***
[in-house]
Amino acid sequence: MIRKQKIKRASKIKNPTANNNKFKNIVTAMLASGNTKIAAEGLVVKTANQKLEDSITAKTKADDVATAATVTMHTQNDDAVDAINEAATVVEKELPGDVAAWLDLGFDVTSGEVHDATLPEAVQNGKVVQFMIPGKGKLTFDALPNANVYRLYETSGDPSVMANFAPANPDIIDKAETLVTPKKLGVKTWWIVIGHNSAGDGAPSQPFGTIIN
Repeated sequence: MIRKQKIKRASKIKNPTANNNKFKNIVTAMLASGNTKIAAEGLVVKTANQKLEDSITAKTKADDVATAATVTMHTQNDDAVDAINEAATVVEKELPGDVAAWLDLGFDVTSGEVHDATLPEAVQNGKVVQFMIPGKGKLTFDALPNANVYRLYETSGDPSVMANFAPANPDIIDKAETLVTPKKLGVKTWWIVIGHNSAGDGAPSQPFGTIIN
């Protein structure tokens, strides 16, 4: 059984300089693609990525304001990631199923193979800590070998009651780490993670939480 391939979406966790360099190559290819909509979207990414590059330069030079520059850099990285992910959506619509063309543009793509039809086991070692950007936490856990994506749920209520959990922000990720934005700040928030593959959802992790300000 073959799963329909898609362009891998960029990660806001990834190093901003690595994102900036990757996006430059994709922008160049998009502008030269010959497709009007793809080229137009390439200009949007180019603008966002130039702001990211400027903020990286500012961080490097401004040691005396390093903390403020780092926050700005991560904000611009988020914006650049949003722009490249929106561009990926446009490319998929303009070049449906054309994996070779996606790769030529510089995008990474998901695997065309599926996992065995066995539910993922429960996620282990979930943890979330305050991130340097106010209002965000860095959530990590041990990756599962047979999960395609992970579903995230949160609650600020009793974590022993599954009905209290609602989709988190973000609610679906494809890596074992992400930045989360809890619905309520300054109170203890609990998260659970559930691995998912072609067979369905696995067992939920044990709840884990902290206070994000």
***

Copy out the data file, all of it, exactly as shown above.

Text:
[in-house]
Amino acid sequence: MIRKQKIKRASKIKNPTANNNKFKNIVTAMLASGNTKIAAEGLVVKTANQKLEDSITAKTKADDVATAATVTMHTQNDDAVDAINEAATVVEKELPGDVAAWLDLGFDVTSGEVHDATLPEAVQNGKVVQFMIPGKGKLTFDALPNANVYRLYETSGDPSVMANFAPANPDIIDKAETLVTPKKLGVKTWWIVIGHNSAGDGAPSQPFGTIIN
Repeated sequence: MIRKQKIKRASKIKNPTANNNKFKNIVTAMLASGNTKIAAEGLVVKTANQKLEDSITAKTKADDVATAATVTMHTQNDDAVDAINEAATVVEKELPGDVAAWLDLGFDVTSGEVHDATLPEAVQNGKVVQFMIPGKGKLTFDALPNANVYRLYETSGDPSVMANFAPANPDIIDKAETLVTPKKLGVKTWWIVIGHNSAGDGAPSQPFGTIIN
């Protein structure tokens, strides 16, 4: 059984300089693609990525304001990631199923193979800590070998009651780490993670939480 391939979406966790360099190559290819909509979207990414590059330069030079520059850099990285992910959506619509063309543009793509039809086991070692950007936490856990994506749920209520959990922000990720934005700040928030593959959802992790300000 073959799963329909898609362009891998960029990660806001990834190093901003690595994102900036990757996006430059994709922008160049998009502008030269010959497709009007793809080229137009390439200009949007180019603008966002130039702001990211400027903020990286500012961080490097401004040691005396390093903390403020780092926050700005991560904000611009988020914006650049949003722009490249929106561009990926446009490319998929303009070049449906054309994996070779996606790769030529510089995008990474998901695997065309599926996992065995066995539910993922429960996620282990979930943890979330305050991130340097106010209002965000860095959530990590041990990756599962047979999960395609992970579903995230949160609650600020009793974590022993599954009905209290609602989709988190973000609610679906494809890596074992992400930045989360809890619905309520300054109170203890609990998260659970559930691995998912072609067979369905696995067992939920044990709840884990902290206070994000």